Reviewed by Doug Crenshaw
Darin Wipperman has produced a much needed and interesting account of the often-maligned Union Ninth Corps. Starting a bit slowly, the book begins to really pick up with the Second Manassas Campaign, where Wipperman paints a vivid picture of the mental struggle Gen. Ambrose Burnside, the Corps’ commander, suffers during the campaign. While a friend of Gen. George McClellan, he was not at all pleased with McClellan’s lack of support for Gen. John Pope’s operations in Norther Virginia. McClellan’s desire for Pope to fail were difficult for Burnside to accept.
The Battle of Antietam receives significant coverage, and the author offers a very fair and balanced assessment of the performance of the Ninth Corps and of Burnside. Wipperman is even-handed in his discussion of the challenges the Ninth faced, its failure to take advantage of some opportunities, its lack of alacrity, and the Corps’ overall less than successful performance. It is an interesting and insightful discussion.
If someone is seeking an analysis of Burnside’s Knoxville expedition, the reader might look elsewhere, as only a few pages are devoted to it. Certainly, more depth here would have been appreciated, but as the title suggests, the concentration is on the War in the East.
Cold Harbor receives good treatment, and again the author is fair in his praise and criticism of the Corps and its leader. Opportunities presented themselves and once again a greater sense of urgency and cooperation between corps commanders might have changed the course of events. Certainly, Burnside was not alone in his failings here, they occurred at every level of leadership. Nonetheless, the results were costly, and the opportunity missed was great.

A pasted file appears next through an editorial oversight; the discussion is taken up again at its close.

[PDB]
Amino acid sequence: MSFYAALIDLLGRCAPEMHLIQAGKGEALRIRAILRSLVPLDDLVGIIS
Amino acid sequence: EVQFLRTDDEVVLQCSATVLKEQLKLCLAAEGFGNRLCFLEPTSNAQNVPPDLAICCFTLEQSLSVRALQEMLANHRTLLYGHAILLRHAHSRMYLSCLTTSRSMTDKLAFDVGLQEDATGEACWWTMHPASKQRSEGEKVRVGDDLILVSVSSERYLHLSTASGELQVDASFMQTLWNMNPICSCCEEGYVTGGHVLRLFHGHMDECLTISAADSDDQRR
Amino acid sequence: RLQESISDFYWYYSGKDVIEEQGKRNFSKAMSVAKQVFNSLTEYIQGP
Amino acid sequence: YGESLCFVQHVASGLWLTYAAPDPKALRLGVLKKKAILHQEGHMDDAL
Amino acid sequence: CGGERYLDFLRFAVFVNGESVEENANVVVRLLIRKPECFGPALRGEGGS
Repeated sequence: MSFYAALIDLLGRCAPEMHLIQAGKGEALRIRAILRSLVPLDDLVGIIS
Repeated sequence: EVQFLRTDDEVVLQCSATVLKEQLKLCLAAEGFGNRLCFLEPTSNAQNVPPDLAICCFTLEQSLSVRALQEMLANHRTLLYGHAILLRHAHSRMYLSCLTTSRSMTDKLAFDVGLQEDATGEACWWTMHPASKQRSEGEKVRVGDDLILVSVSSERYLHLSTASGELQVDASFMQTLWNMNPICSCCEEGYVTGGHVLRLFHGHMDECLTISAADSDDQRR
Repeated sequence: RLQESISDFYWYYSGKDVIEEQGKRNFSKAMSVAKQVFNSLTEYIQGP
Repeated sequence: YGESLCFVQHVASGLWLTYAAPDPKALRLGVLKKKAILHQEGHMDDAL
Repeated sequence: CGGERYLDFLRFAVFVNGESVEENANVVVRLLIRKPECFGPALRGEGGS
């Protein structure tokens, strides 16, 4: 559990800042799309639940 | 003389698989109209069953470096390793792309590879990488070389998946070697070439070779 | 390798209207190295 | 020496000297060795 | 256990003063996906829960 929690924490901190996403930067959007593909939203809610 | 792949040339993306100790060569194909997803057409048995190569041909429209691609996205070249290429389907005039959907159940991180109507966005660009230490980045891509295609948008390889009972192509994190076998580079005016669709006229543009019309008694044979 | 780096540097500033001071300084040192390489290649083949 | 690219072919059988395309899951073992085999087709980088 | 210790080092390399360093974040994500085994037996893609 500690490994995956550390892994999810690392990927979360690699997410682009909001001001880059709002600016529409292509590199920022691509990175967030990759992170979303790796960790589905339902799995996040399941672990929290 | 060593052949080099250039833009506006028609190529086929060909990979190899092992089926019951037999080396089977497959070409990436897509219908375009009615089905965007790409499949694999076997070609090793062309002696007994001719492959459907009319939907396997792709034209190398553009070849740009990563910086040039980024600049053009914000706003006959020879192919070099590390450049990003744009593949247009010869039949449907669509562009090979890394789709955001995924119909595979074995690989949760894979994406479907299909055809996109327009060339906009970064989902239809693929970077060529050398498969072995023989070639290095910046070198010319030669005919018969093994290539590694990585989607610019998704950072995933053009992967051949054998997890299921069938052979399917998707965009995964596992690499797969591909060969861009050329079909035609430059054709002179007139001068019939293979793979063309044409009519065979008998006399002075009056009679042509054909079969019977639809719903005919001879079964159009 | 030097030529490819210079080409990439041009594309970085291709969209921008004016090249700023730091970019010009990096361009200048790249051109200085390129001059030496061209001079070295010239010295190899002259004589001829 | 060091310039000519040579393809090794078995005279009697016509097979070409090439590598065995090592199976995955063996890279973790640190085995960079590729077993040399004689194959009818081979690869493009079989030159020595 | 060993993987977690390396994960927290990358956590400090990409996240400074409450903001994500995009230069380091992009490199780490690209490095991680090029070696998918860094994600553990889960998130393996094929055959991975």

The strongest section of the work was the discussion of the Petersburg Campaign, and in particular the fiasco at the Crater. It was difficult to stop reading as the author discusses the planning of the operation, the construction of the tunnel, and the disaster that followed. Again, Wipperman fairly lays blame at the feet of the men responsible, from Gen. George Meade to Burnside and then down to Gen. James Ledlie. It is a tragic but fascinating story.
Overall, the author paints a picture of the Corps as a group of hard-fighting men who were not always well-led. Burnside comes off about as expected: a good man and soldier who has been promoted beyond his abilities. He was faithful, loyal, and honest, but not aggressive and did not possess the sense of urgency required to succeed as a wartime commander.
The book is well researched and contains good footnotes. There are many first-hand accounts, which serve to bring the reader closer to the action. A number of excellent maps are included, but some additional ones on Cold Harbor and North Anna would have been helpful. Overall, Wipperman has penned a useful and though-provoking work. Anyone interested in the war in the eastern theater would benefit from reading it and pondering the lessons it presents.